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4 months ago
Challenges of Comparing Human and Machine Perception

 
Originally published in The Gradient, July 6, 2020

Deep Neural Networks (DNNs) have become very successful in the domain of artificial intelligence. They have begun to directly influence our lives through image recognition, automated machine translation, precision medicine and many other solutions. Furthermore, there are many parallels between these modern artificial algorithms and biological brains: The two systems resemble each other in their function – for example, they can solve surprisingly complex tasks – and in their anatomical structure – for example, they contain many hierarchically structured neurons.

Given these apparent similarities, many questions arise: How similar are human and machine vision really? Can we understand human vision by studying machine vision? Or the other way round: Can we gain insights from human vision to improve machine vision? All these questions motivate the comparison of these two intriguing systems.

While comparison studies can advance our understanding, they are not straightforward to conduct. Differences between the two systems can complicate the endeavor and open up several challenges. Therefore, it is important to carefully investigate the comparisons of DNNs and humans.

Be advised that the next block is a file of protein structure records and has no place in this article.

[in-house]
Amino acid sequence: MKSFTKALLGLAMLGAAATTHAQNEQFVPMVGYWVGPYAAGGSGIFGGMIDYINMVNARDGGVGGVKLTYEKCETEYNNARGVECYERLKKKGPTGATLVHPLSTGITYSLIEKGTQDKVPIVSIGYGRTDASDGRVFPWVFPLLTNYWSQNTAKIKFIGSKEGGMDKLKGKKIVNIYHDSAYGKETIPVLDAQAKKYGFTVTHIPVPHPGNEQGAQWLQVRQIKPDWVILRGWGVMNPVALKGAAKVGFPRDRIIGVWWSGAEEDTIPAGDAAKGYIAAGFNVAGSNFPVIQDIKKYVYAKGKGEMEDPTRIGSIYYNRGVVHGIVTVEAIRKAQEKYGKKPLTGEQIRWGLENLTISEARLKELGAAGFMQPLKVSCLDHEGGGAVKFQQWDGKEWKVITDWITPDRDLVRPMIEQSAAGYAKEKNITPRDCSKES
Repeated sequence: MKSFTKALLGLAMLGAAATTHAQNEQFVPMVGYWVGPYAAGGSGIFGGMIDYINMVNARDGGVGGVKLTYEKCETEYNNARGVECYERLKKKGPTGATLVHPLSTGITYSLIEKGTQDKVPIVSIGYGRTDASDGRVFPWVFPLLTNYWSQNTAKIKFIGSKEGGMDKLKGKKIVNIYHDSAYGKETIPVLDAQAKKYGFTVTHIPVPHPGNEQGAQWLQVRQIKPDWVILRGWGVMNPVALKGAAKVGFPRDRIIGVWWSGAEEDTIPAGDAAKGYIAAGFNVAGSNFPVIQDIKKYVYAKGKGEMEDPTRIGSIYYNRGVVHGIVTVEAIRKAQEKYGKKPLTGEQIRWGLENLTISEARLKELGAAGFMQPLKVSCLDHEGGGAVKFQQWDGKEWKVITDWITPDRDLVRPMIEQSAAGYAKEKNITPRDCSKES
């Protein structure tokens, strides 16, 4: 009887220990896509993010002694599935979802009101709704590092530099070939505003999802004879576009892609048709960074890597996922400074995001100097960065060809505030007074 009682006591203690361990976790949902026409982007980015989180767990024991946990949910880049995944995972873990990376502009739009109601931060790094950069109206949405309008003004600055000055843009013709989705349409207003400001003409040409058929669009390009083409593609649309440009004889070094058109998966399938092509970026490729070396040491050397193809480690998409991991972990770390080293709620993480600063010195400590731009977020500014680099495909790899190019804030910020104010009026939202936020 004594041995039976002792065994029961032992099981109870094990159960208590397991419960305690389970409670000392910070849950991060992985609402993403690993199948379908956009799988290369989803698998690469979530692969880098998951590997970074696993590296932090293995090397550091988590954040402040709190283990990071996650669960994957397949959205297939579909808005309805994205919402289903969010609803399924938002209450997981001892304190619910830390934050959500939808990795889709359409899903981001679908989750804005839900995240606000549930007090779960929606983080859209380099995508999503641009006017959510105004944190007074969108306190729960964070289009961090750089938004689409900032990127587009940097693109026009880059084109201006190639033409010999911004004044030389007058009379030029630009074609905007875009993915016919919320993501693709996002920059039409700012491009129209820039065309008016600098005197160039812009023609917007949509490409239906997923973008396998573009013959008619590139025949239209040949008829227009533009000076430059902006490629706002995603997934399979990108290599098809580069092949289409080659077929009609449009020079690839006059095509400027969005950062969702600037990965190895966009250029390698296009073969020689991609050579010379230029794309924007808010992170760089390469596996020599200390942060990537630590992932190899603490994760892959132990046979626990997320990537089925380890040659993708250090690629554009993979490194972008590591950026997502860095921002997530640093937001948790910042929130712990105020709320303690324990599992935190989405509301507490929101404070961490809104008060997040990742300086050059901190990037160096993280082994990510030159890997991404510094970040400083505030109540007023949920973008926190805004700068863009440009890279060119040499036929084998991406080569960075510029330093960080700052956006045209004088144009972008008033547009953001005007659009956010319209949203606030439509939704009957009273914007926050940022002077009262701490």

In our recently published preprint “The Notorious Difficulty of Comparing Human and Machine Perception”, we highlight three of the most common pitfalls that can easily lead to fragile conclusions:

  1. Humans can be too quick to conclude that machines learned human-like concepts. This is similar to our tendency of quickly concluding that an animal would be happy or sad, simply because its face might have a human-like expression.
  2. It can be tricky to draw general conclusions that reach beyond the tested architectures and training procedures.
  3. When comparing humans and machines, experimental conditions should be equivalent.

Pitfall 1: Humans are often too quick to conclude that machines learned human-like concepts

Let’s start with a small experiment on yourself: Does the following image contain a closed contour?

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